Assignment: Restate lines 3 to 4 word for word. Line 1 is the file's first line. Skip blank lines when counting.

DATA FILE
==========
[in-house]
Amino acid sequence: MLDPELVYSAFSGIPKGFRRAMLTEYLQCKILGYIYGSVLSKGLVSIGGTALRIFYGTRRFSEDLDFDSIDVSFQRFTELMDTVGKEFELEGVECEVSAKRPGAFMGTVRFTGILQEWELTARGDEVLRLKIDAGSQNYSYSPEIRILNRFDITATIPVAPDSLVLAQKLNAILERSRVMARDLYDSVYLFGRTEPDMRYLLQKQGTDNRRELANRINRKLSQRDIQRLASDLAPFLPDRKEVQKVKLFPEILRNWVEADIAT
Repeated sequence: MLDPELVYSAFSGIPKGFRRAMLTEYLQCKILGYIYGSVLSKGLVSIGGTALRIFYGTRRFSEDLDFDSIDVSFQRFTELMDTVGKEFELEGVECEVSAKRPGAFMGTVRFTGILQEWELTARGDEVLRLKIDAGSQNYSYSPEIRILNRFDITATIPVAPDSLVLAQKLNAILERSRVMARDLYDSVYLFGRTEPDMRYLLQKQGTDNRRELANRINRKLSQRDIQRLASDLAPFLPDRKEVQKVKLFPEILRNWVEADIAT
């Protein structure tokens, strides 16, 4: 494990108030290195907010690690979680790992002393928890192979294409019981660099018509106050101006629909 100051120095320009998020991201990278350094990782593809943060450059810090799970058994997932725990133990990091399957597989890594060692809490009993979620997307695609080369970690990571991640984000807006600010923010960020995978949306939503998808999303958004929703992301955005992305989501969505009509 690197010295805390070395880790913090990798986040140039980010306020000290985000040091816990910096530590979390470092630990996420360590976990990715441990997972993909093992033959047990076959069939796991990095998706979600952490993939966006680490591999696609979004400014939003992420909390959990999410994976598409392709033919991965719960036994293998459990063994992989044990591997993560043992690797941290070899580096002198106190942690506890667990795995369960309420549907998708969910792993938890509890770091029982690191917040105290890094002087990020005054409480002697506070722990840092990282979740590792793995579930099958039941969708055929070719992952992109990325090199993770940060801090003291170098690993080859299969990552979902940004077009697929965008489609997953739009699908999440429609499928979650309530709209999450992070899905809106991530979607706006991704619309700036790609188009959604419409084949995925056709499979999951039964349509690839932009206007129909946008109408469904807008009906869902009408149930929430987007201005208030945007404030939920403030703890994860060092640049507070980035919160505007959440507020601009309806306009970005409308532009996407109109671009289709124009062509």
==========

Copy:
Repeated sequence: MLDPELVYSAFSGIPKGFRRAMLTEYLQCKILGYIYGSVLSKGLVSIGGTALRIFYGTRRFSEDLDFDSIDVSFQRFTELMDTVGKEFELEGVECEVSAKRPGAFMGTVRFTGILQEWELTARGDEVLRLKIDAGSQNYSYSPEIRILNRFDITATIPVAPDSLVLAQKLNAILERSRVMARDLYDSVYLFGRTEPDMRYLLQKQGTDNRRELANRINRKLSQRDIQRLASDLAPFLPDRKEVQKVKLFPEILRNWVEADIAT
């Protein structure tokens, strides 16, 4: 494990108030290195907010690690979680790992002393928890192979294409019981660099018509106050101006629909 100051120095320009998020991201990278350094990782593809943060450059810090799970058994997932725990133990990091399957597989890594060692809490009993979620997307695609080369970690990571991640984000807006600010923010960020995978949306939503998808999303958004929703992301955005992305989501969505009509 690197010295805390070395880790913090990798986040140039980010306020000290985000040091816990910096530590979390470092630990996420360590976990990715441990997972993909093992033959047990076959069939796991990095998706979600952490993939966006680490591999696609979004400014939003992420909390959990999410994976598409392709033919991965719960036994293998459990063994992989044990591997993560043992690797941290070899580096002198106190942690506890667990795995369960309420549907998708969910792993938890509890770091029982690191917040105290890094002087990020005054409480002697506070722990840092990282979740590792793995579930099958039941969708055929070719992952992109990325090199993770940060801090003291170098690993080859299969990552979902940004077009697929965008489609997953739009699908999440429609499928979650309530709209999450992070899905809106991530979607706006991704619309700036790609188009959604419409084949995925056709499979999951039964349509690839932009206007129909946008109408469904807008009906869902009408149930929430987007201005208030945007404030939920403030703890994860060092640049507070980035919160505007959440507020601009309806306009970005409308532009996407109109671009289709124009062509």